Book Review: The Great Stink by Clare Clark

16 Aug

Abandoned on page 13….

I was standing at my library’s book sale the other day and a woman pointed to a book and said, “This book is really good.  The title is bad, but the book is good if you like mysteries.”  The title of this book was The Great Stink by Clare Clark.  I’m a sucker for a book recommendation, especially from someone who looked legit.  I mean if she’s read this obscure book, she must have pretty well-read tastes, right?   WRONG!

 As a side-bar, I take issue with the fact that the only 2 words that seem to ever be used to describe books are “good” and “bad”.  I am certainly guilty of this myself, especially when discussing books outside my inner book obsession circle, but I am really trying not to do this because saying a book is “good” doesn’t say anything about it!  Why was it good?  Was it a compelling story, were the characters unique?  Did you identify with them?  Was the story just what you needed at that particular time, was it hard to put down, did it surprise you?  Did it make you angry or sad or scared?  Did you laugh?  I think it’s so important if you did like a book to give it the credit it deserves – “good” just doesn’t cut it, ya know?  But I digress… 

I started this book on Saturday and got through the first chapter. While this might not seem like a huge accomplishment, it truly was.  Eleven pages describing a man in 19th century London walking through an underground sewer with “the stink of excrement pressed into his nostrils” wondering to himself if he cut the sinking fungi from the walls “…would it bleed or would it simply yield the yellowed ooze of a corpse too long in the sun.”  Once he reached some secret hiding place he’d found for himself within the depths of the sewer network (where the “mortar…was as soft as gangrene”), he proceeded to slash his arm, smear the blood over his body and then lick blood from the wound. I’m not squeamish and I’m not prude, but c’mon now. Could we not have cut down just a little on the bodily function descriptions?   But I thought, “Who am I to judge, let’s see what Chapter 2 has in store for me…”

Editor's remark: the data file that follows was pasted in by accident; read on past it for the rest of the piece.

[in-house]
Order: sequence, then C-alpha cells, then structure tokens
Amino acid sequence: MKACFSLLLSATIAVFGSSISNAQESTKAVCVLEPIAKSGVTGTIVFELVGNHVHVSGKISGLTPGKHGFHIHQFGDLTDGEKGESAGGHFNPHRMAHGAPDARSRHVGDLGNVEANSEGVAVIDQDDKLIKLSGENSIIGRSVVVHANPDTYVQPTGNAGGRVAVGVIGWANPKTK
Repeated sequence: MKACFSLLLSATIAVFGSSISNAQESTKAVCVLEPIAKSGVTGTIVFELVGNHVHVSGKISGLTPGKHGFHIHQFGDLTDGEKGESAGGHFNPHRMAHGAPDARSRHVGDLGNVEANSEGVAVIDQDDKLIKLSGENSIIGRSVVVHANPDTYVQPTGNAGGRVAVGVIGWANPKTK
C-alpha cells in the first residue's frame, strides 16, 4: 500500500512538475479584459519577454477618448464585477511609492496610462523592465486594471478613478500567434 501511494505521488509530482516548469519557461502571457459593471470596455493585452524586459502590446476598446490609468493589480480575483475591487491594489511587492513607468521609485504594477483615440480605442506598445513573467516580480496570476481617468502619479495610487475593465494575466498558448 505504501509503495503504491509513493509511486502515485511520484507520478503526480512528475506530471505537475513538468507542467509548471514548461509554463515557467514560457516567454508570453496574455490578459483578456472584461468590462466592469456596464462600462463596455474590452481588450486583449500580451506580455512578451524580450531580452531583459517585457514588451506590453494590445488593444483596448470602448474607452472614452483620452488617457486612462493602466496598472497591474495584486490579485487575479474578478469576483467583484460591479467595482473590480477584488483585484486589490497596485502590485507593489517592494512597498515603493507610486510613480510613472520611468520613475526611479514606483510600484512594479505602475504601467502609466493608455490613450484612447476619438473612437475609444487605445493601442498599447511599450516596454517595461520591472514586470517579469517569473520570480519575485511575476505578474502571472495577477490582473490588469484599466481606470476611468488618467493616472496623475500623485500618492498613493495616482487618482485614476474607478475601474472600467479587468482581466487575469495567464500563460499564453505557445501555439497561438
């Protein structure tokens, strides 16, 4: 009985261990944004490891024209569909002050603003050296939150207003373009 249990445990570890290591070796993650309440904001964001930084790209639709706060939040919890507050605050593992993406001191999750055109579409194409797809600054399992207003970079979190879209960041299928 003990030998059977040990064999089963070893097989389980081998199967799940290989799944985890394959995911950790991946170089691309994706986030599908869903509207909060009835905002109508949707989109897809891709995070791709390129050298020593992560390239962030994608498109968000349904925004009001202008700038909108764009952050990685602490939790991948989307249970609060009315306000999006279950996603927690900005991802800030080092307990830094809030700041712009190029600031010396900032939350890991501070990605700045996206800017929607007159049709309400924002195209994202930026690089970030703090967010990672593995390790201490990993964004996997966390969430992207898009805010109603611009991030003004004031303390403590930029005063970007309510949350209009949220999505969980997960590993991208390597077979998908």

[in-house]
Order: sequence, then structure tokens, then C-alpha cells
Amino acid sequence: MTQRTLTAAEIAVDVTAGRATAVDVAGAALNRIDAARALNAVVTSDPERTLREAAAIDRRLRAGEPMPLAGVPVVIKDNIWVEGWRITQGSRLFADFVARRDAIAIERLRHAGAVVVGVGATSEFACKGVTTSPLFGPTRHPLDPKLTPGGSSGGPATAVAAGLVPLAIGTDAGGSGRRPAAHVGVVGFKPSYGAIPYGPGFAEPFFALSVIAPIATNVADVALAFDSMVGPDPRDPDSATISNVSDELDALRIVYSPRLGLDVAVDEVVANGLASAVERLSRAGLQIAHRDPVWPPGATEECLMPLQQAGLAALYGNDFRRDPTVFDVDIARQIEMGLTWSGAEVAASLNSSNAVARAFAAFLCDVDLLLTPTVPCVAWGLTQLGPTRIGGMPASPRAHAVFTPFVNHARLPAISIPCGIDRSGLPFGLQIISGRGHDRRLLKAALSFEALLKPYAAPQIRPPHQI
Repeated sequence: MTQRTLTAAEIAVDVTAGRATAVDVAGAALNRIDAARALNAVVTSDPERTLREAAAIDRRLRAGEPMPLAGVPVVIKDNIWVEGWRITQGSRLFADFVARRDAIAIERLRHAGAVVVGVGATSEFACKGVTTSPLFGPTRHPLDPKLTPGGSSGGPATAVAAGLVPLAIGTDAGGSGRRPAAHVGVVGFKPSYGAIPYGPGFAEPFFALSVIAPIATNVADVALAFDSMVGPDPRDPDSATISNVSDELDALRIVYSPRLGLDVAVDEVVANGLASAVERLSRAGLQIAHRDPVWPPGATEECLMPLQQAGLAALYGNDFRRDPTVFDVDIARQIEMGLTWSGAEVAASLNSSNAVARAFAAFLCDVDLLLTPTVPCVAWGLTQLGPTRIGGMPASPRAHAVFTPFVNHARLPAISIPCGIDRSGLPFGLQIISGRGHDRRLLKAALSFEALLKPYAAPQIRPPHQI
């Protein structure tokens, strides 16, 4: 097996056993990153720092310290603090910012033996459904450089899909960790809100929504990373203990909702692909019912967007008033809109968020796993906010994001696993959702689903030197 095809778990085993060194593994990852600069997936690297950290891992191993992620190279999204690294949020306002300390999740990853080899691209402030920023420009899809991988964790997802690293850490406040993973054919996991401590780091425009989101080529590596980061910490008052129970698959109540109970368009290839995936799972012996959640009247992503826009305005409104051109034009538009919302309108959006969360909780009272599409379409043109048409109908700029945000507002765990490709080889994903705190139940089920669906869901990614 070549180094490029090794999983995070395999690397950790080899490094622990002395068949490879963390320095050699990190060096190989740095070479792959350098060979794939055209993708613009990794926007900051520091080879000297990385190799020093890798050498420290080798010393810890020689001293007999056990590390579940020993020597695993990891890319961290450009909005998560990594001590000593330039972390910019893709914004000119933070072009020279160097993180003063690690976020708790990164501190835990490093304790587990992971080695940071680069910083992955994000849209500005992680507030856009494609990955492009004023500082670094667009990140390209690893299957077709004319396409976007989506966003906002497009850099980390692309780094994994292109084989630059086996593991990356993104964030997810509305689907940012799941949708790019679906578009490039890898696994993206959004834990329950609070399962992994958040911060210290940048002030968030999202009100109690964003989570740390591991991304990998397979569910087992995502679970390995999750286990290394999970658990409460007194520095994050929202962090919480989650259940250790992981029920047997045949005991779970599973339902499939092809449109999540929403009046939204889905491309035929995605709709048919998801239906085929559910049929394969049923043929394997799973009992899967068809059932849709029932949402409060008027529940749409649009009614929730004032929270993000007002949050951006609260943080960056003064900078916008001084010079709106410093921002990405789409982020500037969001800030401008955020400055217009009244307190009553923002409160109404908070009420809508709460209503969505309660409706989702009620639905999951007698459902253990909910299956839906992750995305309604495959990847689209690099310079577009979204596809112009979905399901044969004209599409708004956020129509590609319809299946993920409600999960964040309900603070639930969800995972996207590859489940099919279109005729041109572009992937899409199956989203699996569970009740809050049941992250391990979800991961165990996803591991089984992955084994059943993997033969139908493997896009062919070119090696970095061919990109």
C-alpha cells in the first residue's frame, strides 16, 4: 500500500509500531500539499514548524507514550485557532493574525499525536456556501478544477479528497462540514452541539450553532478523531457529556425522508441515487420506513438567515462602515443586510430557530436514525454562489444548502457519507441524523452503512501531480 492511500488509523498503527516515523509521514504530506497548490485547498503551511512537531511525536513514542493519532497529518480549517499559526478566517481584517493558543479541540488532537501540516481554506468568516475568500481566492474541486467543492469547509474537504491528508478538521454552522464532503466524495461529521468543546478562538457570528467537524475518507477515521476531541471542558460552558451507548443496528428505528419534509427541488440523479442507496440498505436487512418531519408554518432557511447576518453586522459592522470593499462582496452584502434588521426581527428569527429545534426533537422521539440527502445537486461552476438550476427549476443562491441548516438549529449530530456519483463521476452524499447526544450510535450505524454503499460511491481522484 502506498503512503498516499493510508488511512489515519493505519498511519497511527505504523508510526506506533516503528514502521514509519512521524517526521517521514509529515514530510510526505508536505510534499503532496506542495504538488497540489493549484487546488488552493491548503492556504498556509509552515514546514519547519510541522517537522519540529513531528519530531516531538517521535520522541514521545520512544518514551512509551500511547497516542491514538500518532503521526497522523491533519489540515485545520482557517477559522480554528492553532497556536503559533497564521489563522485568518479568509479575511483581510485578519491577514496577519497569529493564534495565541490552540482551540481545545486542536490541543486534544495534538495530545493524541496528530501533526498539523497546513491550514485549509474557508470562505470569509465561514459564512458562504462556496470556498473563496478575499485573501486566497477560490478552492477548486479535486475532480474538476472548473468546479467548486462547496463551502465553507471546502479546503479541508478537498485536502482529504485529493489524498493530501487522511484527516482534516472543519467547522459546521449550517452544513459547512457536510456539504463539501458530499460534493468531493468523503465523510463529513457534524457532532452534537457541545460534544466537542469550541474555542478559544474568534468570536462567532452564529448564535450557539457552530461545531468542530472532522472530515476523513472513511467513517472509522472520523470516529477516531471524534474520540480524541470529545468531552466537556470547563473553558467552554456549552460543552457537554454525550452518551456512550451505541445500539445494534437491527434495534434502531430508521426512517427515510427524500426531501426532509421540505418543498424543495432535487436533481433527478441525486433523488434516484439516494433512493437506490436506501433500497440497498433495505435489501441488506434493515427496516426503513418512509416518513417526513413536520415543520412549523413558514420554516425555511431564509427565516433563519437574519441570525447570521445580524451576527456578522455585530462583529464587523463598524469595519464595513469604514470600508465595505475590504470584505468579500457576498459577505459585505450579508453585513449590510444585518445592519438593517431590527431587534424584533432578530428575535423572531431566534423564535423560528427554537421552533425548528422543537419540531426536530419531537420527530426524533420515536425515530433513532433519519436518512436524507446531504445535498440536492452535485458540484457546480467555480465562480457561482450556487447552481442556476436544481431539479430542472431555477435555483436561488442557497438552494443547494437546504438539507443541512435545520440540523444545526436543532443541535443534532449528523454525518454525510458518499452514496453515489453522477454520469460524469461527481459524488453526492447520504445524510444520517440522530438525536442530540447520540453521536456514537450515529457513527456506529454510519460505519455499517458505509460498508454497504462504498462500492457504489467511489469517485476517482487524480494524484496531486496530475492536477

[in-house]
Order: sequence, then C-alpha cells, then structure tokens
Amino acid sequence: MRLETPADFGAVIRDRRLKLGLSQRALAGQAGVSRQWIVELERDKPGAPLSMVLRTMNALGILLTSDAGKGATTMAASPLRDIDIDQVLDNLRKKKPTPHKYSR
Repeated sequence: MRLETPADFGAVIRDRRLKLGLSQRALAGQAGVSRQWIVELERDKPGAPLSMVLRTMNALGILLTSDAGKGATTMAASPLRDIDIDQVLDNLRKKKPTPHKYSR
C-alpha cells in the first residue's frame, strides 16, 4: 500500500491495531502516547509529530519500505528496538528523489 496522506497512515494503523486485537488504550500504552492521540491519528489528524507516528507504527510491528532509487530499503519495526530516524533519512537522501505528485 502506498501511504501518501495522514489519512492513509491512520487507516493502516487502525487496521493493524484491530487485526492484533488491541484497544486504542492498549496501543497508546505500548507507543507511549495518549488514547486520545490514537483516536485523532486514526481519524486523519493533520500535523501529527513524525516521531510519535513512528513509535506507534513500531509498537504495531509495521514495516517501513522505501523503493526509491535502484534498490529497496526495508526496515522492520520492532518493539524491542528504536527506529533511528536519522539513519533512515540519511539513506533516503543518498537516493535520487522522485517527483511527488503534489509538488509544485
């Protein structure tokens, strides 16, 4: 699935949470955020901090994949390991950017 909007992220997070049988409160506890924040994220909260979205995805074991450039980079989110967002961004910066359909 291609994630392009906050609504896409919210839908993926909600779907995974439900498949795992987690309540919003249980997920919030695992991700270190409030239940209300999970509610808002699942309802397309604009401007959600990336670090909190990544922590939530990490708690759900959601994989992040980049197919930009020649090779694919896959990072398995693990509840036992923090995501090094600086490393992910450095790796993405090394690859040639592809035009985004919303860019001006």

Well I’ll tell you, I got but one page into Chapter 2 when I encountered this little nugget (excuse the pun) describing the condition of the Thames river:  “It grinned its great brown grin, brazen as you like, a great open stream of shit through the very centre of the capital, the knobbles and lumps of rich and poor jostling and rubbing along together, faces turned up to the sky.”

<me slamming book down> I’m done.  I am not faint of heart, but enough is enough.  I am not going to pick through this insanity to find something resembling a plot.  A wise woman once said, “Life is too short to spend it reading books that you don’t like” (or something like that).  This one is being purged from my house immediately.  Can I flush it?

And let’s not forget how I heard about this – Ms. Library Book Sale.  She read the whole book.  And liked it! Enough to recommend it!  If I look at the reviews on Amazon, the general consensus is that if you don’t eat while reading it and can get used to the raw descriptions of the disgustingness that is London in the 1800s it’s actually a pretty good read.  Wouldn’t THAT have been a better description of the book rather than “the title is bad but the book is good” If I had known what to expect, I might have had a higher tolerance and read further.  Or at least I wouldn’t have nearly thrown up my cereal.


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